- By Joshua Keating
Joshua Keating is associate editor at Foreign Policy and the editor of the Passport blog. He has worked as a researcher, editorial assistant, and deputy Web editor since joining the FP staff in 2007. In addition to being featured in Foreign Policy, his writing has been published by the Washington Post, Newsweek International, Radio Prague, the Center for Defense Information, and Romania's Adevarul newspaper. He has appeared as a commentator on CNN International, C-Span, ABC News, Al Jazeera, NPR, BBC radio, and others. A native of Brooklyn, New York, he studied comparative politics at Oberlin College.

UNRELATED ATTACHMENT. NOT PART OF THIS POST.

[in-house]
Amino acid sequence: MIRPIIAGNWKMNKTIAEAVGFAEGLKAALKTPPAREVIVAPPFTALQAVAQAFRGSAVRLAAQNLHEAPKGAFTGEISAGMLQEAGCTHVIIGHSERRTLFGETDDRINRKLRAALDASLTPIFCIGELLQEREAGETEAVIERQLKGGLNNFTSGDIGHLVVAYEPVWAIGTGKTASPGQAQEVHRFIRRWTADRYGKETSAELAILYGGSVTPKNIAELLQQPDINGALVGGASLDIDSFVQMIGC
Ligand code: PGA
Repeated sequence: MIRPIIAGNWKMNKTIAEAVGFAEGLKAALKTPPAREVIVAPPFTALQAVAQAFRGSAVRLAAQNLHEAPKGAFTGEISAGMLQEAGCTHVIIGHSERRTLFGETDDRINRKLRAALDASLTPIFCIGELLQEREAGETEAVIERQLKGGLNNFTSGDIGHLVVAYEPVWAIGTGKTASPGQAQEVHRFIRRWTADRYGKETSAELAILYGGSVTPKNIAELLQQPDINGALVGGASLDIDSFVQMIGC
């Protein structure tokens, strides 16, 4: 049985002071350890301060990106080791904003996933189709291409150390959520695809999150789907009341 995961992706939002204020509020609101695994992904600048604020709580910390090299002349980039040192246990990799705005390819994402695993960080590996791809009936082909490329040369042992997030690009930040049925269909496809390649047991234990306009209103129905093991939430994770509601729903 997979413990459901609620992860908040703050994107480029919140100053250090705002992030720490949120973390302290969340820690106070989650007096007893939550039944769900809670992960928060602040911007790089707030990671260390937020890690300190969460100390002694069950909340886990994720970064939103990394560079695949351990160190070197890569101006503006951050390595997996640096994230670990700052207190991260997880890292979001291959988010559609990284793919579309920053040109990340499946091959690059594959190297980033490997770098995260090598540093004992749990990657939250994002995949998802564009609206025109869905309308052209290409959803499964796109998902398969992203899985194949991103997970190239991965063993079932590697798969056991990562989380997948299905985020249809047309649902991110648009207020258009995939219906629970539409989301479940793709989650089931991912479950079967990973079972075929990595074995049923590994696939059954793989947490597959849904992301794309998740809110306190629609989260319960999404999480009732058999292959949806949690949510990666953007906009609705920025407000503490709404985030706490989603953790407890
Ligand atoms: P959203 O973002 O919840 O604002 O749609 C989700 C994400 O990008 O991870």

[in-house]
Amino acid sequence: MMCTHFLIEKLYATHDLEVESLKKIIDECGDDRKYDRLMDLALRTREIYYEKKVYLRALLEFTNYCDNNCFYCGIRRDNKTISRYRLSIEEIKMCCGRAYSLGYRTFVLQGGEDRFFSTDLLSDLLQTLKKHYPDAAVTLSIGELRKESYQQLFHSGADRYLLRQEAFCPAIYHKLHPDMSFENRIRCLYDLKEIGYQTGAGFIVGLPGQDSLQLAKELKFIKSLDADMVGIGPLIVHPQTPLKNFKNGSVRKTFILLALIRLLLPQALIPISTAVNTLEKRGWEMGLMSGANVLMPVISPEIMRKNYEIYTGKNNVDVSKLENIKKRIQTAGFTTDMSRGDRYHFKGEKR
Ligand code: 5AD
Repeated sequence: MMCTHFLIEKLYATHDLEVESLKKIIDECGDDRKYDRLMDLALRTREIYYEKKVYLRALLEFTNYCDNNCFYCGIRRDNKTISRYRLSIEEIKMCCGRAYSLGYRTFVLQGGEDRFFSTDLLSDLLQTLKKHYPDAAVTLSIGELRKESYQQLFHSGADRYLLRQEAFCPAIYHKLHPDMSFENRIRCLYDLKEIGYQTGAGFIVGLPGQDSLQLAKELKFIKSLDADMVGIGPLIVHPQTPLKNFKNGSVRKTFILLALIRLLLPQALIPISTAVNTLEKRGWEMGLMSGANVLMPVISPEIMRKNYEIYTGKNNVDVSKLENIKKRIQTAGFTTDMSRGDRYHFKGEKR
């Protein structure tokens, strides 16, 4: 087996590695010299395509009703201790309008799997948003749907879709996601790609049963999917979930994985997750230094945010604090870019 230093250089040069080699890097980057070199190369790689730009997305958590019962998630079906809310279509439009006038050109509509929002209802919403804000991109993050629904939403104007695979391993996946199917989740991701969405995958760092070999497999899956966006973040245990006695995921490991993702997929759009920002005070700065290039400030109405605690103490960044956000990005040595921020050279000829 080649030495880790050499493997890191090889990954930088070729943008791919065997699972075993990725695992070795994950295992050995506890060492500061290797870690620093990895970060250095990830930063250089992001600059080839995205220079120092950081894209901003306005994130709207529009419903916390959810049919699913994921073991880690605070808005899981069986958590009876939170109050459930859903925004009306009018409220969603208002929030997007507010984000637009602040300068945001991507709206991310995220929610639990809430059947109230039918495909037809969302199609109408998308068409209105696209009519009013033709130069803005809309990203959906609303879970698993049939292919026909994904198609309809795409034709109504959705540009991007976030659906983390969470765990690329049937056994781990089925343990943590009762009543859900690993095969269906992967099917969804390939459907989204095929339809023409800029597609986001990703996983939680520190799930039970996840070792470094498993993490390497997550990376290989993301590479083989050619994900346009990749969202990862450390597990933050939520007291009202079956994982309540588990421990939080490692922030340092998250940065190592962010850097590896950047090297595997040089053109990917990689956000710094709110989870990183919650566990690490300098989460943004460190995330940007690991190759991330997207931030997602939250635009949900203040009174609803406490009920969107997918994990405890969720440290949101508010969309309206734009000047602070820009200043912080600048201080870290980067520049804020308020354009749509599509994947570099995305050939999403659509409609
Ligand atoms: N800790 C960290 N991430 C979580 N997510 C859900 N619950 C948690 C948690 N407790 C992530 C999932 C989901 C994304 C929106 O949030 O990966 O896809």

Iraq’s cabinet has announced that it plans to ban smoking in all public places, the first such law in the Middle East:
The stance is particularly aggressive — and perhaps unenforceable — especially in a nation where cigarettes sell for as little as 40 cents a pack and smoking in public areas and workplaces is widespread. But it coincides with the government’s attempts to improve living conditions here, like Prime Minister Nuri Kamal al-Maliki’s order on Wednesday to remove blast walls from most of Baghdad within 40 days.
Given what else is on their plate, I would hope that Iraqi police won’t be devoting a whole of their time to enforcing this.